About ClassZone  |  eServices  |  Web Research Guide  |  Contact Us  |  Online Store
ClassZone Home
McDougal Littell Home
 
Web Research Guide
   
Home > Web Research Guide > Doing Research on the Web > Creating a Search Strategy  
 
   
Doing Research on the Web Creating a Search Strategy

Return To: Doing Research on the Web

Step 4: Identify Keywords

Review the questions, sources, and media elements you brainstormed in Steps 1–3, and circle the keywords. Your list of keywords might look something like the following:

Keywords
Terms Possible Sources Possible Sources

  • volcanoes
  • volcanologists
  • erupt/eruptions
  • form
  • active volcanoes
  • inactive volcanoes
  • famous volcanoes
  • predict
  • dangers

  • FEMA
  • National Park Service
  • museums
  • National Geographic
  • PBS or NOVA

  • video
  • 3-D animations
  • maps
  • photographs
  • audio

Step 5: Ready . . . Set . . . Search!

You're finally ready to choose a tool(s) and begin your search. Depending on the time you have and your own personal preference, you can start with a search engine, directory, or a specific site of your own choice. Here are three possible ways you might begin:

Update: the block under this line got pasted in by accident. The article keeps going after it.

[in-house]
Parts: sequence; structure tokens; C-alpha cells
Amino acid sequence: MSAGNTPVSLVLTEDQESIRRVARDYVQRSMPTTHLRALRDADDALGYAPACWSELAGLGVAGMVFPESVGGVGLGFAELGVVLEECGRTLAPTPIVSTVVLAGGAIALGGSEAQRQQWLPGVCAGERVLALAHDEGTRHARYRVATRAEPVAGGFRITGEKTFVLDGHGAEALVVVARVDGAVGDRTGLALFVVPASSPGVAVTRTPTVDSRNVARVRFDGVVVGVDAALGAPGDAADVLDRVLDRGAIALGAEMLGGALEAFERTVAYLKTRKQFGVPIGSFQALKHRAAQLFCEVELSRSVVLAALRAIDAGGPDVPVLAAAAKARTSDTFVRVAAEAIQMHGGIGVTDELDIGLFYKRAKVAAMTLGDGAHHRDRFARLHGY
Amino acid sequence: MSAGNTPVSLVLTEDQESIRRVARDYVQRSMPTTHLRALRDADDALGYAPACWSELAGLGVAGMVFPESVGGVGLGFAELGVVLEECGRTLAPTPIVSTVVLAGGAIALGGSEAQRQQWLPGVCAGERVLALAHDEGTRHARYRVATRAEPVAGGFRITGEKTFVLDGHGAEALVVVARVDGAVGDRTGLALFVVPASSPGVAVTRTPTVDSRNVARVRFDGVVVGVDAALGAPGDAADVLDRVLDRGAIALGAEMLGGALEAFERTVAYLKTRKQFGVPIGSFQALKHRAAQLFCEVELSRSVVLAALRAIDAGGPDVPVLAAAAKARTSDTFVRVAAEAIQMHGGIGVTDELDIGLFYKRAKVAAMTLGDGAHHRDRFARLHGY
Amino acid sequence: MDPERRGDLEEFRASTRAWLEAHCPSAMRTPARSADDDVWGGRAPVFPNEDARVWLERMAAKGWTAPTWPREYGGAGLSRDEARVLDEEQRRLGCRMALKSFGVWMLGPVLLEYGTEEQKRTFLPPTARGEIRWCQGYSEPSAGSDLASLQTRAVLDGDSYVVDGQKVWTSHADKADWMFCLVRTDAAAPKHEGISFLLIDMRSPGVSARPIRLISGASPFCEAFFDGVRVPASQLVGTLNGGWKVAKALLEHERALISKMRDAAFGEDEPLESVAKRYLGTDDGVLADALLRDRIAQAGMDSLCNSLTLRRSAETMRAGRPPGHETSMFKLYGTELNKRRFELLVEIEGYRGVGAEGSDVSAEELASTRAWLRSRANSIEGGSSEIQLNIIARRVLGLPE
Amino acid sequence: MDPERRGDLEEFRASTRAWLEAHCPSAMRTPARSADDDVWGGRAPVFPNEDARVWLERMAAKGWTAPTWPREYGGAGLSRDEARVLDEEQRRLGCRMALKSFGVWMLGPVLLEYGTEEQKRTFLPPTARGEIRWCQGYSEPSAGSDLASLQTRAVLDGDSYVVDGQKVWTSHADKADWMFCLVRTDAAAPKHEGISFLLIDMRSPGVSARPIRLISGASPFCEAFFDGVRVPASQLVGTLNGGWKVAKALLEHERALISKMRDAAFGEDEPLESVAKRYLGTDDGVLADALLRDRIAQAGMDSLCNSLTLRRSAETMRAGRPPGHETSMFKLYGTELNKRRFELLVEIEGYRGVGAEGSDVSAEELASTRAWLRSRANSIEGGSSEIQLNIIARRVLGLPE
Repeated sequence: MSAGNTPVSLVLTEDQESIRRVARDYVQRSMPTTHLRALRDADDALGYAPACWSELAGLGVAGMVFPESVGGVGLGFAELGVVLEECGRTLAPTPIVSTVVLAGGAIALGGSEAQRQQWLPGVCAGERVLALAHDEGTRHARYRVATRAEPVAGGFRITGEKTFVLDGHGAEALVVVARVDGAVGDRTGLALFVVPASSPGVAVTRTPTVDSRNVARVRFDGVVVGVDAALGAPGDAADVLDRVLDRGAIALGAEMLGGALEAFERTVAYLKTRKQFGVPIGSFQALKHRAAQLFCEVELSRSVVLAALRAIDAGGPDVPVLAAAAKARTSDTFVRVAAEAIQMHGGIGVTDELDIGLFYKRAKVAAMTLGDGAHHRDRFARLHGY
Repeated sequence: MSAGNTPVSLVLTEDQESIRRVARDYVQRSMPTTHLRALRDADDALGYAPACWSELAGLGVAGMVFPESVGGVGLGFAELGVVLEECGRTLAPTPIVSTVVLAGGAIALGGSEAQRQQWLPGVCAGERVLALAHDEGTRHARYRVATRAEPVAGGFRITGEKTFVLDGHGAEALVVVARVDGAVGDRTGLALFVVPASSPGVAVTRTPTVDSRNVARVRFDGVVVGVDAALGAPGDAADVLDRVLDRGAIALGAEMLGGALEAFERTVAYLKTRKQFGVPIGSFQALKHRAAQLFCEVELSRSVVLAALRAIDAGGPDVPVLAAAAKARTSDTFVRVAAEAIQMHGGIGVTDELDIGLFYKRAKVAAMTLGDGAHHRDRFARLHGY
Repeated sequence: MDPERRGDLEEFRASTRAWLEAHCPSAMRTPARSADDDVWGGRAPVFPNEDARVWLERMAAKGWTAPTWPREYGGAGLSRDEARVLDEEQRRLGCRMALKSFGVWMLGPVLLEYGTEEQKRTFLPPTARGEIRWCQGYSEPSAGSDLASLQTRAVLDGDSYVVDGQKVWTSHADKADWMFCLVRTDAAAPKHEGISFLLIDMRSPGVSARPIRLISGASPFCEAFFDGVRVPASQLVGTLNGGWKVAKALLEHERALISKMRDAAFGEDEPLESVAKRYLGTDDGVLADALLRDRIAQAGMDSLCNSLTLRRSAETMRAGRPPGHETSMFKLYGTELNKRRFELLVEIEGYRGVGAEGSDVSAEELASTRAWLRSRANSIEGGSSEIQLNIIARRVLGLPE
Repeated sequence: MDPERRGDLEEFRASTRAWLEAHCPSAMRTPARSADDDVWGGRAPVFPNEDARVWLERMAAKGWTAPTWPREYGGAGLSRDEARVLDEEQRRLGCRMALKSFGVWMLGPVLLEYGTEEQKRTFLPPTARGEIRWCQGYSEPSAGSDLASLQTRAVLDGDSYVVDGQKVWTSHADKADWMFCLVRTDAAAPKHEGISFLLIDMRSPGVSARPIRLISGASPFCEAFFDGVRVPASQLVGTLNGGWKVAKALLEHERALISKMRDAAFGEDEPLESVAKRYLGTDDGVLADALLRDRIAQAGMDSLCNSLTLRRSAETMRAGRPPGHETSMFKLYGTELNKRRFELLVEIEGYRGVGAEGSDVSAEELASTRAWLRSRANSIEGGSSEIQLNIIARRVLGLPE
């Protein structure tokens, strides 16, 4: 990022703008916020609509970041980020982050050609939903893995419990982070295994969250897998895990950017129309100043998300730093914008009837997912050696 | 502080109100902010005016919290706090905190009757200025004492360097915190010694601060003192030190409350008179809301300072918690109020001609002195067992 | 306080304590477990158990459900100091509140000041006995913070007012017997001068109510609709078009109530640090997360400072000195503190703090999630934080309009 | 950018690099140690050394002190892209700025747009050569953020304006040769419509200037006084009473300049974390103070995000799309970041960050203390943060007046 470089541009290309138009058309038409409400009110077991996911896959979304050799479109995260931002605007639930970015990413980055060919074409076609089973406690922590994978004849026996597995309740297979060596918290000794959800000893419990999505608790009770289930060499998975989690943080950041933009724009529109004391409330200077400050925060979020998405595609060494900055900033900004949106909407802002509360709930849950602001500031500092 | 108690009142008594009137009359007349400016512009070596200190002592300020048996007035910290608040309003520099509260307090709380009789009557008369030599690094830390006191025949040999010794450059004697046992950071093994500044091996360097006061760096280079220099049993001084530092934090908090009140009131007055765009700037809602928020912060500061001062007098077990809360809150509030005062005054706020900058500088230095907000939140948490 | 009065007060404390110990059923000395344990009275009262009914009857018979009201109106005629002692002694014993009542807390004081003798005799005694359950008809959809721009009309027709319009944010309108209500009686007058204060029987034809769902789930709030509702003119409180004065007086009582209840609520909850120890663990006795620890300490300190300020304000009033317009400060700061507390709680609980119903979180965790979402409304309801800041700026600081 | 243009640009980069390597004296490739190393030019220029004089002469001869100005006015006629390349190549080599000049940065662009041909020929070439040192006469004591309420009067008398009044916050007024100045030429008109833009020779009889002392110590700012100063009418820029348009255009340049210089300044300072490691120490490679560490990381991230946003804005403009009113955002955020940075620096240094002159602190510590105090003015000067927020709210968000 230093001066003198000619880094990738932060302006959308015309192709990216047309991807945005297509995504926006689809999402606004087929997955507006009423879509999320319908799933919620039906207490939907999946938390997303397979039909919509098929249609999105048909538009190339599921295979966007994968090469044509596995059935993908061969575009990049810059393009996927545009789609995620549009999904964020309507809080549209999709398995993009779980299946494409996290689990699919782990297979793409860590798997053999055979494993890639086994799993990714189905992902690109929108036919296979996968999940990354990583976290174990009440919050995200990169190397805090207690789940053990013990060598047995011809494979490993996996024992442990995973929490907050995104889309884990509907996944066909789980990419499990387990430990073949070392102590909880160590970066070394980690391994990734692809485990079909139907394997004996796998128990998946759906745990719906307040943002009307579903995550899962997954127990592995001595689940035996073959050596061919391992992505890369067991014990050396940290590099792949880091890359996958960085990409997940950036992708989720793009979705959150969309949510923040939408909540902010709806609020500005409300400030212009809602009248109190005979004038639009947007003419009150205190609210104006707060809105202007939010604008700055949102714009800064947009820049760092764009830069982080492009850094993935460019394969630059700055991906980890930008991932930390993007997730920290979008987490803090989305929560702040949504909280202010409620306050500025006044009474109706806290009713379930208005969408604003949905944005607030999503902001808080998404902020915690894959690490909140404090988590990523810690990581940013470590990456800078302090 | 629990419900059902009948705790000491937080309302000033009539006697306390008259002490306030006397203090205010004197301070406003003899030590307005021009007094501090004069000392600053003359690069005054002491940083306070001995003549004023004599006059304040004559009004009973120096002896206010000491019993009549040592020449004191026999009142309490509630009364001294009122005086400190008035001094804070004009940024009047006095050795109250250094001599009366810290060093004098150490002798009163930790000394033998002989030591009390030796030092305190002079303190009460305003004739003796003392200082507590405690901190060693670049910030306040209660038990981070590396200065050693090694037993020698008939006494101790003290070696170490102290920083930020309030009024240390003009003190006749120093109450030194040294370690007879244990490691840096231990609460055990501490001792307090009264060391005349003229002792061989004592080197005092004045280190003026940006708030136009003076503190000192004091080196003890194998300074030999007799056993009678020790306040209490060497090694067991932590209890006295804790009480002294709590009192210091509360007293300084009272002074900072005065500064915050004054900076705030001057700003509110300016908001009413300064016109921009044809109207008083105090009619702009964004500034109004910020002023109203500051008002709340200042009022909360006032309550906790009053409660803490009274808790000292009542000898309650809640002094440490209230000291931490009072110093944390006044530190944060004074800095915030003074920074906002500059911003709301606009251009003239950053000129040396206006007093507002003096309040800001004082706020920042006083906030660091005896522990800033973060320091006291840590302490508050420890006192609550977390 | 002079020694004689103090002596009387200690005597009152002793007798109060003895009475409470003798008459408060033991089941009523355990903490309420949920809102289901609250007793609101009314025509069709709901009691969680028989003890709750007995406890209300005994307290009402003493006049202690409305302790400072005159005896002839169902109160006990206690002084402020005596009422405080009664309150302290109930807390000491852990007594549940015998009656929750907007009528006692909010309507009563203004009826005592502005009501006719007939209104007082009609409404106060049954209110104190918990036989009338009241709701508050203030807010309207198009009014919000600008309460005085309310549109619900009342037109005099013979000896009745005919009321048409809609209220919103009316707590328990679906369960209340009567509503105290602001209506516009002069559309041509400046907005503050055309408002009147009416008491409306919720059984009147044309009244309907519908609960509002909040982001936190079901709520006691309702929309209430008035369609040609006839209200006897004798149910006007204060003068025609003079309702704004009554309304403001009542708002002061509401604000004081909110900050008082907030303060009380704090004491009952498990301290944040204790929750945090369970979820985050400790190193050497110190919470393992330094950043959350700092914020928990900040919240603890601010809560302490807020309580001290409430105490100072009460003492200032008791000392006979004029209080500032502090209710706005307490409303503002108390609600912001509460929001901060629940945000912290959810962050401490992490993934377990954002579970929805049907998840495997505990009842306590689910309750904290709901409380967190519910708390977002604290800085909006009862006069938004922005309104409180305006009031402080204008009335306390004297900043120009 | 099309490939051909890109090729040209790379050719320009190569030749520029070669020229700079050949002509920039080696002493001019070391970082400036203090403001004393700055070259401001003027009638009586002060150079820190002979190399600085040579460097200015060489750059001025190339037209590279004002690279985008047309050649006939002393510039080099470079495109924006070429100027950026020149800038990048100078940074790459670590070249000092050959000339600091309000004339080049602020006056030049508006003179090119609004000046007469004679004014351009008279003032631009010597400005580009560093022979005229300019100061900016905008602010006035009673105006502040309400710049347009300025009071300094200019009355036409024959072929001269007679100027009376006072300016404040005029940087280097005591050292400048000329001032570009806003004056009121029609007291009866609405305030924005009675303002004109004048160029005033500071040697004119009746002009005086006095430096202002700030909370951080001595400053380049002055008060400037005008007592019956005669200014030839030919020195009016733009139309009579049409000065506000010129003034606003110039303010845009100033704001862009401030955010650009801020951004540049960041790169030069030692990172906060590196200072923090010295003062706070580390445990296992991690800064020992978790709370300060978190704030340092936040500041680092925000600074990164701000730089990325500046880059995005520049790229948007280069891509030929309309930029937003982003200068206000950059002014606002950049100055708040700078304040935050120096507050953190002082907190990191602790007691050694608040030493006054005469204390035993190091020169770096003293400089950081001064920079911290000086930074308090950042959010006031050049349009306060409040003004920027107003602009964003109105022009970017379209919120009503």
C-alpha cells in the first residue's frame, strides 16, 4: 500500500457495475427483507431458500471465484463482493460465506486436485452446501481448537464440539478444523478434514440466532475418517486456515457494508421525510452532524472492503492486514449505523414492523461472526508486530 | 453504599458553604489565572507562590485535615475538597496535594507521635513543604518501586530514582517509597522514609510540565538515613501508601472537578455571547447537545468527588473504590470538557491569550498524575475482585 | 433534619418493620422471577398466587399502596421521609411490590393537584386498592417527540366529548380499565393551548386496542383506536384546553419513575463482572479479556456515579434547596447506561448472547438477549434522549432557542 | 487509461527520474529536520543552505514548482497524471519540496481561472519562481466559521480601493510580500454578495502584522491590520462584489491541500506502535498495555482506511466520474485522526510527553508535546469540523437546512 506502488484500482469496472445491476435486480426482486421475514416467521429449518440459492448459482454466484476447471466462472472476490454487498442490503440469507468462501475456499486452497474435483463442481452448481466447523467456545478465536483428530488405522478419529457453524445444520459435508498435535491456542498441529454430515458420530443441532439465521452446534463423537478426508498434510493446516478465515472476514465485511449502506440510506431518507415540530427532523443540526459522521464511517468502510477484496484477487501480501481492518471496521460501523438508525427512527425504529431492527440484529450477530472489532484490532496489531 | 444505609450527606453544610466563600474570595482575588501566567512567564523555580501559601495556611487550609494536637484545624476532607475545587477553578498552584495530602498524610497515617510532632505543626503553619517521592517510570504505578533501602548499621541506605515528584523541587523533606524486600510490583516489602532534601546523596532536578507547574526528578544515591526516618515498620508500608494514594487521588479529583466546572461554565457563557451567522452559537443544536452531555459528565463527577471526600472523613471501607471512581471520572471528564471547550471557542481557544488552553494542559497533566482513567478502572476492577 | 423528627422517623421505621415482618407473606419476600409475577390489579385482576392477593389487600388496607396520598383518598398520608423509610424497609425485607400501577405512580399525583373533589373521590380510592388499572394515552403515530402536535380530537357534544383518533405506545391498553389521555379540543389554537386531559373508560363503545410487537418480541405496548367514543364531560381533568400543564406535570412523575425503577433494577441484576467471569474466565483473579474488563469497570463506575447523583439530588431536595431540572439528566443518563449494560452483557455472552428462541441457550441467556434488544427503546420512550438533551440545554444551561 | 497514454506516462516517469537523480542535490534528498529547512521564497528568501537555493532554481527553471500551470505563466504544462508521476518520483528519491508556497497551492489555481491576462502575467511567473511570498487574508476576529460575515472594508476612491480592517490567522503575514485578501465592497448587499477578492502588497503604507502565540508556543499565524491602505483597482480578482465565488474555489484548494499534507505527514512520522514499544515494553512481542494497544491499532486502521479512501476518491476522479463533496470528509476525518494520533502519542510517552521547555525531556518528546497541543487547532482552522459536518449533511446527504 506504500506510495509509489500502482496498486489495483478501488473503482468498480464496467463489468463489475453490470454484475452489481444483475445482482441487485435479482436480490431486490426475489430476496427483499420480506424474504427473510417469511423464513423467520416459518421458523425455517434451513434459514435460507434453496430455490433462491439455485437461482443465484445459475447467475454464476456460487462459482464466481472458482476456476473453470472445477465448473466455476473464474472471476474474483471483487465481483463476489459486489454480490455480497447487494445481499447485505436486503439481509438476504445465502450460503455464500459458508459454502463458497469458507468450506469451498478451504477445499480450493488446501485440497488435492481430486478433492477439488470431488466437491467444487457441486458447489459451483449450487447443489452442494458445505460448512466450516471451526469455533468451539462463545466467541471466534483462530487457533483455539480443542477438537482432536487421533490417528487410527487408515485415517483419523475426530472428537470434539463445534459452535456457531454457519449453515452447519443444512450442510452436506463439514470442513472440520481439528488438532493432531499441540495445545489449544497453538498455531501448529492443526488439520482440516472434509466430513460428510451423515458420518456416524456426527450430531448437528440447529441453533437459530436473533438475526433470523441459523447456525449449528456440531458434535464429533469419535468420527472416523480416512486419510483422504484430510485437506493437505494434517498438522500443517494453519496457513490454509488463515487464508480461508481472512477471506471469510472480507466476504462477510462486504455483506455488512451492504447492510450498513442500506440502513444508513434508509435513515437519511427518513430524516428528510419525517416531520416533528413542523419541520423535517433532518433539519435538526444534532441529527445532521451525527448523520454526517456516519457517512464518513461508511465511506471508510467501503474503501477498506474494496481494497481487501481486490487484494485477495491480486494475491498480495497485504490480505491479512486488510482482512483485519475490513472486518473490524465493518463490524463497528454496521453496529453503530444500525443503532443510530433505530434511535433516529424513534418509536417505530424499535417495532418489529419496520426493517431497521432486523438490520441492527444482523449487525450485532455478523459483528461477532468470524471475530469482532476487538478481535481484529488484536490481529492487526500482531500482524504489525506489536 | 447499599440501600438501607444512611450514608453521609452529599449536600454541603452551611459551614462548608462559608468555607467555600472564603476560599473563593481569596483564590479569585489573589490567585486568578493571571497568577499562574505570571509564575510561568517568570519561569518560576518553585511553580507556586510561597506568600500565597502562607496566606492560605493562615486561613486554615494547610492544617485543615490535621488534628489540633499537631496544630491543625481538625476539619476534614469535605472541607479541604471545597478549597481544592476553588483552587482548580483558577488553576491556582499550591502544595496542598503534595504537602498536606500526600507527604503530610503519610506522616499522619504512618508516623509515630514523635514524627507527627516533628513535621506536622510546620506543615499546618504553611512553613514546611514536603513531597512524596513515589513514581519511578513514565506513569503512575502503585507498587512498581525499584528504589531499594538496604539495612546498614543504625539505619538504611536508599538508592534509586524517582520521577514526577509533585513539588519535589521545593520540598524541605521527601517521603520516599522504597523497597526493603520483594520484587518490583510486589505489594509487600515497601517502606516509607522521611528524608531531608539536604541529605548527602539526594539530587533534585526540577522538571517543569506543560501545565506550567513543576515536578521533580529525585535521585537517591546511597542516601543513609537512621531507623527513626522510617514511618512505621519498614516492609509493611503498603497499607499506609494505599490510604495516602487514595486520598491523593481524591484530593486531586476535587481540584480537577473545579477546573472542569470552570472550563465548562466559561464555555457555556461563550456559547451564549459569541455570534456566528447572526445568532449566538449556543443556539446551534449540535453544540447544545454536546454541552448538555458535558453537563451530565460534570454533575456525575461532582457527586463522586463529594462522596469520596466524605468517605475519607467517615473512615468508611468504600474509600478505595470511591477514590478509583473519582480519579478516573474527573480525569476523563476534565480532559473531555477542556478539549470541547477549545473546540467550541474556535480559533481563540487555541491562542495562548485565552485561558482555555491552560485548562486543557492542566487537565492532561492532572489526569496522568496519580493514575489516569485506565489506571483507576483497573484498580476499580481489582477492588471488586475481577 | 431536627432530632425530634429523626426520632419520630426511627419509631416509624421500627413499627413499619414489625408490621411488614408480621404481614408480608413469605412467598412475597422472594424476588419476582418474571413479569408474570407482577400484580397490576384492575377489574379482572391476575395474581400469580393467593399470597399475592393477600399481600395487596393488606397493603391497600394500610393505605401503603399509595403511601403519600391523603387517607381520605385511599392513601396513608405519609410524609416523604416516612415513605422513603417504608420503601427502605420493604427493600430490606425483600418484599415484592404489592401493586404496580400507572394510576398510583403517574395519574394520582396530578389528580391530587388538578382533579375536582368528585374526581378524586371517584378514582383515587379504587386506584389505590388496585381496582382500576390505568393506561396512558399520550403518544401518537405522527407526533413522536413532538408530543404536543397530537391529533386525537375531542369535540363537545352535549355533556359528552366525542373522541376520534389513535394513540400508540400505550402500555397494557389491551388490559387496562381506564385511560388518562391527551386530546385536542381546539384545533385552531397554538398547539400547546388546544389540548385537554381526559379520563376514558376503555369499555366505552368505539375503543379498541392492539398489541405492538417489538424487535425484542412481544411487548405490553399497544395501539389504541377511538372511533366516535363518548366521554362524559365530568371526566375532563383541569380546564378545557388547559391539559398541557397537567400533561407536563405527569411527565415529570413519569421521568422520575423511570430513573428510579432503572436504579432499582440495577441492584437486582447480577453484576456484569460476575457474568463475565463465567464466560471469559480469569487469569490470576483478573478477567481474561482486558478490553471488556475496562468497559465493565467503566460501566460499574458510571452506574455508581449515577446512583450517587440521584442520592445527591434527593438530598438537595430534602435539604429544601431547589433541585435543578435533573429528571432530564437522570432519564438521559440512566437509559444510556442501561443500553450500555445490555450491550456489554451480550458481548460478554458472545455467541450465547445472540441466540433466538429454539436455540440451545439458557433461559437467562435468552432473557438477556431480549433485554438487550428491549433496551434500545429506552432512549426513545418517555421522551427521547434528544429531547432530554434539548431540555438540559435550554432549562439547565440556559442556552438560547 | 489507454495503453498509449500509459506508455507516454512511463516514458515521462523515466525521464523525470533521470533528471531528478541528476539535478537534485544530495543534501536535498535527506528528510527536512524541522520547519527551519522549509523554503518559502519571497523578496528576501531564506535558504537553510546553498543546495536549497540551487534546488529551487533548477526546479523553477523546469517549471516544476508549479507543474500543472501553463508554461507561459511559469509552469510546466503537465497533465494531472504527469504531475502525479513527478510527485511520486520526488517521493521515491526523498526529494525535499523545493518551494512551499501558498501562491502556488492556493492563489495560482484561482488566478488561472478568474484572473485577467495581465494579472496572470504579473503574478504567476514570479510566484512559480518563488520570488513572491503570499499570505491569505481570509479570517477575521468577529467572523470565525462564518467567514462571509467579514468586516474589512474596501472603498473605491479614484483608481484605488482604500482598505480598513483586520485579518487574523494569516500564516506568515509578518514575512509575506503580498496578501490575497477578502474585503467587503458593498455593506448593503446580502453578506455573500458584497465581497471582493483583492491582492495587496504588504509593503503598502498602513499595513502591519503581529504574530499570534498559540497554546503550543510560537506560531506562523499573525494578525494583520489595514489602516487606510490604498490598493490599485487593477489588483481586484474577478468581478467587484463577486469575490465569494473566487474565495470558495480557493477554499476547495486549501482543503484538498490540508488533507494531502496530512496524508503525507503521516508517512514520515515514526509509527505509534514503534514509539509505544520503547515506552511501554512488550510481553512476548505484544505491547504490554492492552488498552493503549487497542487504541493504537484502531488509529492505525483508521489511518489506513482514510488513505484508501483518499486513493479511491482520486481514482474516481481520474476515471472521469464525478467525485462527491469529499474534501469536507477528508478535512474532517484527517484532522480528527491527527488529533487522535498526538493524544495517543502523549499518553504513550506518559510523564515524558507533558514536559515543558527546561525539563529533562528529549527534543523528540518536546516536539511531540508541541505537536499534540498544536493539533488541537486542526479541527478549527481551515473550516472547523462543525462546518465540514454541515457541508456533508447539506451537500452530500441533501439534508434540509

Using a Directory Let's say that you're interested in getting a general idea of the information available on volcanoes and that your time is somewhat limited. In this case, you might visit one or more directories to get an idea of the kinds of links available for your topic.

Using a Search Engine If you are looking for very specific information, you might want to start with a search engine. Use the keywords you identified in Step 4 to develop your search query. The trick is to try several combinations of keywords, using terms from all three columns in your keyword chart. Possible keyword combinations include: volcanoes and dangers; volcanoes and photographs and erupt; volcanoes and National Park Service; and volcanoes and predict and eruption. Visit Refining Your Search for more tips.

Using Bookmarked Sites If, somewhere throughout your Web travels, you've bookmarked a reliable science Web site or one focusing specifically on volcanoes, try starting there. Explore its information and (if possible) visit the other sites it links to.

Remember—there's no one right way to conduct research on the Web. Just be sure to start with a strategy and experiment with different search tools to get the best results.

Next: Refining Your Search